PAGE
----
Probably most notoriously, The Rocky Horror Picture Show periodically inflames division for centering around a character who was recently described as a "cannibalistic-murderer-mad-scientist obsessed with constructing the perfect Adonis to submit to Frank's erotic pleasures," while the original film (and theatre participation that went with it) is also paradoxically fondly remembered as peoples' first opportunity to present themselves in public as their identified gender, and for its affirming themes like "Don't Dream It, Be It."

Of all historic trans-related media, RHPS probably has the most checkered baggage, and isn't helped any by being written by someone who somehow found a way to be both gender diverse and transphobic simultaneously. In 2017, RHPS might be slightly rehabilitated by its campy intent and a remake starring Laverne Cox (which sadly makes it one of the few films about trans* people that the media industry saw fit to cast an actual trans* woman in), but I suspect that the future will not be as kind.

We're even seeing this in the Twin Peaks reboot:

"When Denise first appeared on the ABC series in 1990, she was a trailblazer. Then (and today), trans people were practically nonexistent on network television. So to see a trans character like Denise who was smart, capable, and more than one-dimensional was a breakthrough moment for representation.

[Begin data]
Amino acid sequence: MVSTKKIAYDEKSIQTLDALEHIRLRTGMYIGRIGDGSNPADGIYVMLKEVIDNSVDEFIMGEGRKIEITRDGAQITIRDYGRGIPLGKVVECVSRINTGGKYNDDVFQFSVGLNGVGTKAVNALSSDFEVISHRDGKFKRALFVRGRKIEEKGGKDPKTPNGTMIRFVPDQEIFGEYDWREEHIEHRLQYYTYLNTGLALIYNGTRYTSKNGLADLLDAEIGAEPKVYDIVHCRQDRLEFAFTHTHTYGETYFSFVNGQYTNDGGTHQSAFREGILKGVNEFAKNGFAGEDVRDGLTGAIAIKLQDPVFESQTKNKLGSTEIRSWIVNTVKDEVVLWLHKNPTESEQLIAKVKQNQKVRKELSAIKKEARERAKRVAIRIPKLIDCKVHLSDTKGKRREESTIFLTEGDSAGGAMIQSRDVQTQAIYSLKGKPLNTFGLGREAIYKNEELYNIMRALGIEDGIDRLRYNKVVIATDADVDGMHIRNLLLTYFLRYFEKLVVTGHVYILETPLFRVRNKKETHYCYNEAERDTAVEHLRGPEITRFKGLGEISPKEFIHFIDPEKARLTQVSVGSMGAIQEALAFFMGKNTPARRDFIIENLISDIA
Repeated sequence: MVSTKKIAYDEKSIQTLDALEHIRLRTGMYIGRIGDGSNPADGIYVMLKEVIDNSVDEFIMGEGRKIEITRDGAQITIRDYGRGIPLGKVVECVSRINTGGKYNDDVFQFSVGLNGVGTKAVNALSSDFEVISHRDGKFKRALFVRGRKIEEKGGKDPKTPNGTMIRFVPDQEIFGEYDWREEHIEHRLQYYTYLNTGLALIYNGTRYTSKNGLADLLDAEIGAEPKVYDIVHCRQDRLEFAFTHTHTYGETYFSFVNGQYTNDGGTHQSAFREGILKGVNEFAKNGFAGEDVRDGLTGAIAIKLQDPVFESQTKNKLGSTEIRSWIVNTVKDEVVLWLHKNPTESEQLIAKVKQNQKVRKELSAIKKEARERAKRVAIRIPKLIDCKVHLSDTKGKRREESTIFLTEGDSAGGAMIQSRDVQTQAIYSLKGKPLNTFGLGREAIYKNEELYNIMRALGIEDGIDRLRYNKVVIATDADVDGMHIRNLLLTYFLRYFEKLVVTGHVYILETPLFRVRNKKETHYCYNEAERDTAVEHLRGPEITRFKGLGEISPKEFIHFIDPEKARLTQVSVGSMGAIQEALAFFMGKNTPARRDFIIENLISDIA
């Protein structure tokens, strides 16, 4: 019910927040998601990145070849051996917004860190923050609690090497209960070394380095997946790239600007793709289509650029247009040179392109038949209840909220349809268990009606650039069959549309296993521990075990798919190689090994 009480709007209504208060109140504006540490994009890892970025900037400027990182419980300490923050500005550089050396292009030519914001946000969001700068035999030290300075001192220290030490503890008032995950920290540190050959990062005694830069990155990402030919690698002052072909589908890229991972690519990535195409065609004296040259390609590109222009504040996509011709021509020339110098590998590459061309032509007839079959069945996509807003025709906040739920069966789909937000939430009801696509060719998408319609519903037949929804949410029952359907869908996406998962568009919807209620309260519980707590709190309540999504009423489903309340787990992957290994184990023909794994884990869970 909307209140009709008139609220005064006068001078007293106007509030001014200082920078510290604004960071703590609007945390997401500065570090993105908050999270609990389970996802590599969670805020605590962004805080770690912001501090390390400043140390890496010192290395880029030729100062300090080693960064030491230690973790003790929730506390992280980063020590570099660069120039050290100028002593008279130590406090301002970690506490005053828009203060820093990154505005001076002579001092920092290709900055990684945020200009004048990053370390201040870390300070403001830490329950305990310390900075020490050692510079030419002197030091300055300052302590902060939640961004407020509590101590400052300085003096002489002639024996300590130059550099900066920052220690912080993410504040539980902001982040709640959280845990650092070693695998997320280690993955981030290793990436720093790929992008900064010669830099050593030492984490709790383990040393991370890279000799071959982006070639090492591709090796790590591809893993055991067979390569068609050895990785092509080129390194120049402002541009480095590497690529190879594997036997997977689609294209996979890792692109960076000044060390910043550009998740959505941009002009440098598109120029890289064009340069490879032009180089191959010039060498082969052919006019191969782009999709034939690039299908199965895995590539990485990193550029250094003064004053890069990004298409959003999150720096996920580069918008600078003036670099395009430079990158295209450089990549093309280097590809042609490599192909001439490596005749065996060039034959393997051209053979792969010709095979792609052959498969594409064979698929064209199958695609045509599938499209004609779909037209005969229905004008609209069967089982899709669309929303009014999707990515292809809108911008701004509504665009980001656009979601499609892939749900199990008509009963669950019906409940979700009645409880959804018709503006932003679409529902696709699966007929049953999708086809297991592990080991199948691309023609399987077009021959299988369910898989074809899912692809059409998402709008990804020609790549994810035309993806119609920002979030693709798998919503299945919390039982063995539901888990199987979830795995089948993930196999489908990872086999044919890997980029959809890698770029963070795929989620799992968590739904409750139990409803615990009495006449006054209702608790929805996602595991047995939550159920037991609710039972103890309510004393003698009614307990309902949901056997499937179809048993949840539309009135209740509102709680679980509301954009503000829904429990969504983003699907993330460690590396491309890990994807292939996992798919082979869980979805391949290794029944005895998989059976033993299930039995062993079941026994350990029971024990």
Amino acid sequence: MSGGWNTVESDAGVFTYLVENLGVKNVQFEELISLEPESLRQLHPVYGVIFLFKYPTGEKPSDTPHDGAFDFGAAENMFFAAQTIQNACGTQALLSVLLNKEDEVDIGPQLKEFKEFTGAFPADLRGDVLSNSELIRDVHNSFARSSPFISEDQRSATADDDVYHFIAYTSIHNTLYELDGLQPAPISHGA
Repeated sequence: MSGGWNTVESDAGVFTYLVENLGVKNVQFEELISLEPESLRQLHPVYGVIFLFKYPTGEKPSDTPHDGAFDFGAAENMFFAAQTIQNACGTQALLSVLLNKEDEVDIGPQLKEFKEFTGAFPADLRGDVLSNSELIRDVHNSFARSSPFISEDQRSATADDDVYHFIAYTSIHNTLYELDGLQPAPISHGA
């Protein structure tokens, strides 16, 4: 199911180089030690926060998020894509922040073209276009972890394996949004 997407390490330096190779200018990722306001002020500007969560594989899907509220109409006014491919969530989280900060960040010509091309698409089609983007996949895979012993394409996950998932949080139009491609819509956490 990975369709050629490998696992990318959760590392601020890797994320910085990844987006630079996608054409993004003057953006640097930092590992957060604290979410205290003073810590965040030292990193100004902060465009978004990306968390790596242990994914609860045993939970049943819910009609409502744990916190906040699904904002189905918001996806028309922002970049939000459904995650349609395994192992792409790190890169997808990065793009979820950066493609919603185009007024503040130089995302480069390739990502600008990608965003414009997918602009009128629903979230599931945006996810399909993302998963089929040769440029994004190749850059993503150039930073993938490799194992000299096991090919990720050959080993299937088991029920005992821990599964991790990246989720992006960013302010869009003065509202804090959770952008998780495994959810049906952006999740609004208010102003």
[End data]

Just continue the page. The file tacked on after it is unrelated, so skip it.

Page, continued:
"...Jenny Boylan, a trans activist and cochair of the GLAAD board of directors, posted on social media that the scene "made me squirm."

"25 years later the David Duchovny trans character in #twinpeaks ep 4 lands really differently, made me squirm. I'm not your dancing dwarf," Boylan posted on Twitter..."

From perhaps 2006 to 2010 (my approximation, anyway), there has been a shift in language, and this has brought about a parallel shift in thinking. With the aftertaste of 2005's Transamerica and the newfound ability of trans* people to tell their own narratives and define their meaning, it became no longer enough that a work of film, music or art simply be sympathetic for it to become anthemic or a point of communal pride. Since then, the language -- and the context and depth of understanding that goes along with it -- has been changing.

Inevitably, that means that some of the things we remember fondly do go the way of the "dinosaur," fortunate or unfortunate as that may be.

This post also appears at DentedBlueMercedes.